Fisker assets to be sold at auction after lender bid limited
(Bloomberg) -- Assets of Fisker Automotive Inc., the bankrupt maker of hybrid cars, will be sold at auction after a judge limited the amount of debt that lender Hybrid Tech Holdings LLC can trade for the company.
Hybrid can put only $25 million of the $168.5 million Fisker owes it toward an acquisition, U.S. Bankruptcy Judge Kevin Gross said Friday at a hearing in Wilmington, Del. Offering to forgive a company’s debt, instead of paying cash, at a bankruptcy auction is known as credit bidding.
“I’m not denying a right to credit bid,” Gross said. “I’m simply saying it should be capped at $25 million.”
The official committee of unsecured creditors on Dec. 30 proposed a sale process naming Wanxiang America Corp. as the “stalking-horse” bidder with a lead offer of $25.8 million, plus assumed liabilities. Wanxiang, a unit of China’s Wanxiang Group Corp., on Jan. 8 increased its offer by $10 million.
The auction could be held as soon as February, Sunni Beville, an attorney for the committee, said in an interview after the hearing Friday. Anaheim, Calif.-based Fisker’s assets include a closed General Motors factory in Wilmington.
The committee, which represents debt-holders with a lower repayment priority than Hybrid’s, has argued that unsecured creditors would benefit from an auction.
Hybrid will take part in the auction, Caroline Langdale, a company spokeswoman, said in an e-mailed statement.
“We still feel Hybrid represents the most competitive and viable bid for Fisker’s future,” Langdale said.
Hybrid is controlled by Richard Li, son of Hong Kong’s richest man, Li Ka-Shing. Hybrid said it would be unfair and set a bad legal precedent if secured creditors couldn’t trade their debt for a company’s assets. Secured creditors are paid before unsecured creditors and typically have the right to bid at an auction using the full value of their debt.
Gross said he was making an exception because the circumstances were unusual. He said his decision shouldn’t be considered a precedent in other cases. He also said his ruling was based, in part, on the fact that any auction would include assets that may not be collateral for Hybrid’s loan.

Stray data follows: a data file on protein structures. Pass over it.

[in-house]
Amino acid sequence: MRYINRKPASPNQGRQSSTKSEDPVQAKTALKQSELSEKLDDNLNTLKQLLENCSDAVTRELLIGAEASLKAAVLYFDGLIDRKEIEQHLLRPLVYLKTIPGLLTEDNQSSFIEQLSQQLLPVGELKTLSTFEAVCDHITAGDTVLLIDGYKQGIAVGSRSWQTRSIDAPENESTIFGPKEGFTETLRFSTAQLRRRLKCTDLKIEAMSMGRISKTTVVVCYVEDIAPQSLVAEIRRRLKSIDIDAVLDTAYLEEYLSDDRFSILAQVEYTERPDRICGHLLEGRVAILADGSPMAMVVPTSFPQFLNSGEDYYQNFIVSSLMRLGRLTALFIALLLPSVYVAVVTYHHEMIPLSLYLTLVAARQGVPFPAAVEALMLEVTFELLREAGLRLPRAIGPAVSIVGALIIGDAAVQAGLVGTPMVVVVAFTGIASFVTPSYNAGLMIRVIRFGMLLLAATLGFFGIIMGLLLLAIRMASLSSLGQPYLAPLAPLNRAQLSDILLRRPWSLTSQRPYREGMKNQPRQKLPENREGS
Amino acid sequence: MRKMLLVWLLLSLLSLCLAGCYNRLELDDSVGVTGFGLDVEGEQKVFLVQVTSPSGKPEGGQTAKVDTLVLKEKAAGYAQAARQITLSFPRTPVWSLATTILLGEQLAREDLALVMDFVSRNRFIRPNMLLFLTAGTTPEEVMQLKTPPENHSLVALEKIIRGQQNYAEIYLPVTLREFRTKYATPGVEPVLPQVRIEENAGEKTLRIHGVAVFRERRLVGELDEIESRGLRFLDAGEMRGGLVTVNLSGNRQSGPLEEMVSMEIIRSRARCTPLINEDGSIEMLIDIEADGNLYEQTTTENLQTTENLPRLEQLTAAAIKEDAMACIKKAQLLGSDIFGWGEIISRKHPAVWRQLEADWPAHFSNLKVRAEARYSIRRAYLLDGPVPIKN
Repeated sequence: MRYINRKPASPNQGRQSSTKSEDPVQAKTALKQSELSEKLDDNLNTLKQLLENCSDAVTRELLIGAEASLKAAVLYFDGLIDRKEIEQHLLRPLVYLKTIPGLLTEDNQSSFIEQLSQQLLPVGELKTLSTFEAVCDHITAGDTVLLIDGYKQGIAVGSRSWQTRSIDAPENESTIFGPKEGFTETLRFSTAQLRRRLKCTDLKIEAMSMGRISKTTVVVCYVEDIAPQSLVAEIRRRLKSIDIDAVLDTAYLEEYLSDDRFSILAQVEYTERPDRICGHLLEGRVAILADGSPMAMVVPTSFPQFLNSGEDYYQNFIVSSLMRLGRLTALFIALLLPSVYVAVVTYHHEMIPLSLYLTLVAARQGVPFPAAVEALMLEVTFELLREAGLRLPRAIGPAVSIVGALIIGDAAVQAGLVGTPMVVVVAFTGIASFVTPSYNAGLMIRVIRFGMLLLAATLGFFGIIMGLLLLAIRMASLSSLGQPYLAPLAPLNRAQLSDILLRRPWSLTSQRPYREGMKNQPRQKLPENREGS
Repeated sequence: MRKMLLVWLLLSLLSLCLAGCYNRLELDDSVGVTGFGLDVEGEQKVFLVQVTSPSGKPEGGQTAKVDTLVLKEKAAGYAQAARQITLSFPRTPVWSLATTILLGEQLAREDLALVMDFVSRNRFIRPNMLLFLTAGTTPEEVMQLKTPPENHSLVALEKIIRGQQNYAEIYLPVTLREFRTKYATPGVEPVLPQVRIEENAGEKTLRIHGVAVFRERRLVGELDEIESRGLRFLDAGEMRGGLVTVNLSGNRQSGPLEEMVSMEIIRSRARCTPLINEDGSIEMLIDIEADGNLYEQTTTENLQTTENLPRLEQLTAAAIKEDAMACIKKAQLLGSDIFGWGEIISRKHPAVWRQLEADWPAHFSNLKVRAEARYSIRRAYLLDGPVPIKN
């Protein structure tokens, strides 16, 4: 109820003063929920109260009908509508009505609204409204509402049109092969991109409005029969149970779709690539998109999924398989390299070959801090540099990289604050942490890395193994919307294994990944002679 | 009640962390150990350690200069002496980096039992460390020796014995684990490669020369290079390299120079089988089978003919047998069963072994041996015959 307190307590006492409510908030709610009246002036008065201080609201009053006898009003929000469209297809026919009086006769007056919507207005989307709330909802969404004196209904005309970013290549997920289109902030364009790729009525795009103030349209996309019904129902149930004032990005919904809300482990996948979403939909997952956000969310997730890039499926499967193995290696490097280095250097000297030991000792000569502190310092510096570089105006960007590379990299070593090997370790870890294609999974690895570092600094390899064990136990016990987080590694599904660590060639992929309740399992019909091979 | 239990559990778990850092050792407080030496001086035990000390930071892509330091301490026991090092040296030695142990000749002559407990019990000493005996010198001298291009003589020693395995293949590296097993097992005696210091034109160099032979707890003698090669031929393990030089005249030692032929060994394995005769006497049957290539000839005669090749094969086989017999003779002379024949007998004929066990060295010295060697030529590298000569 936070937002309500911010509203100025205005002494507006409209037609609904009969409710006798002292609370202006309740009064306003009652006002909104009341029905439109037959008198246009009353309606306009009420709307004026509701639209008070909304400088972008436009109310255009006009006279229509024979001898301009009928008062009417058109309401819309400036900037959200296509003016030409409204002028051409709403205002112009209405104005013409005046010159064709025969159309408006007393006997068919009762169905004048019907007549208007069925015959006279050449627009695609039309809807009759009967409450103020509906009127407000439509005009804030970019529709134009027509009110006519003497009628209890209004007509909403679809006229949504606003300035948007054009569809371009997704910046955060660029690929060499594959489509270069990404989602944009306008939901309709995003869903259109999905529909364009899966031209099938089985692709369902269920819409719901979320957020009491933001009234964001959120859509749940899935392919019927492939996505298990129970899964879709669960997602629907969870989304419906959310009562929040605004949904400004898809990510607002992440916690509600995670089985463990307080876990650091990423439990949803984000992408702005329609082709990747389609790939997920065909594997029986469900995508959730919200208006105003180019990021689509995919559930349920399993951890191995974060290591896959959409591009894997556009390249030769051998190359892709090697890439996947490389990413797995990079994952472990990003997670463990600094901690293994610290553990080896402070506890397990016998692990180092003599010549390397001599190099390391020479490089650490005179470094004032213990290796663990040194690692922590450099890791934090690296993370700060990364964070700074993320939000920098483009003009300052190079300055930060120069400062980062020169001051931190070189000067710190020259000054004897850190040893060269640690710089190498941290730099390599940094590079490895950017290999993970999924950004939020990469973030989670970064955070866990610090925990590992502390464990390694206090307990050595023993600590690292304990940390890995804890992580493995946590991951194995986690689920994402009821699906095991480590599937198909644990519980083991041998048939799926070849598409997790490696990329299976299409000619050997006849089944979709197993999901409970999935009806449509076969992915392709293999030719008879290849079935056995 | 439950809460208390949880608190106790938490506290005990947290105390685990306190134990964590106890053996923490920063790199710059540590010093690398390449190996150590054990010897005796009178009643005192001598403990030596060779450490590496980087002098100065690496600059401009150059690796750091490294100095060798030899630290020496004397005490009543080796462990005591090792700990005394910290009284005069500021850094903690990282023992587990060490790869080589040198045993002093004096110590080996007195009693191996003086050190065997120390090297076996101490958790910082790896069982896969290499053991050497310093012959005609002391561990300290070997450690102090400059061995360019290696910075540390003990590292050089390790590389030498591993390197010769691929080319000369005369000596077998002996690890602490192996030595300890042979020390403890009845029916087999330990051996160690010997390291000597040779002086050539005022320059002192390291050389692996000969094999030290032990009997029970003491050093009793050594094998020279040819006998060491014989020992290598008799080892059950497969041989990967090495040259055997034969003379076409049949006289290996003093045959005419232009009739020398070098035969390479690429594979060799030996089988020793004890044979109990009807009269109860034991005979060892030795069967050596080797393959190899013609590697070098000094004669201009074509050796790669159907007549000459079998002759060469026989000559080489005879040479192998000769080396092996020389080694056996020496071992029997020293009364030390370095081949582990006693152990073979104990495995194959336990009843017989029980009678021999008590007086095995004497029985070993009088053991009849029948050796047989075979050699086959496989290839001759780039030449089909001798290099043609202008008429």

Fisker will return to court Jan. 13 to present Gross with proposed rules for the auction and details about a loan from Wanxiang that would fund the defunct carmaker until the sale is complete.
The Wanxiang proposal required that the bankruptcy court limit Hybrid’s credit bid to $25 million, the price Hybrid paid the government for the loan.
Henrik Fisker, who founded the automaker in 2007, told Congress in April that safety recalls, a bankrupt battery supplier and shipments lost to Hurricane Sandy hurt the company’s finances. Wanxiang last year bought most of the assets of the battery supplier, A123 Systems Inc.
Fisker listed assets of as much as $500 million and debt of as much as $1 billion in its Chapter 11 petition filed Nov. 22. The company justified the fast pace of the case by claiming to have conducted an “extensive” marketing effort, along with federal officials, before filing for bankruptcy, according to court papers.
Fisker missed its first payment on the low-interest U.S. loan on April 22. It had drawn about $192 million from an initial loan commitment of $529 million from a program intended to spur production of alternative-energy vehicles. Fisker was cut off from the remaining money in 2011 after missing production milestones for its Karma luxury model.
In December, Hybrid increased its offer by adding $1 million in cash, agreeing to share proceeds from the sale of the Delaware plant and agreeing to pay the site’s real estate taxes, according to court papers.Contact Automotive News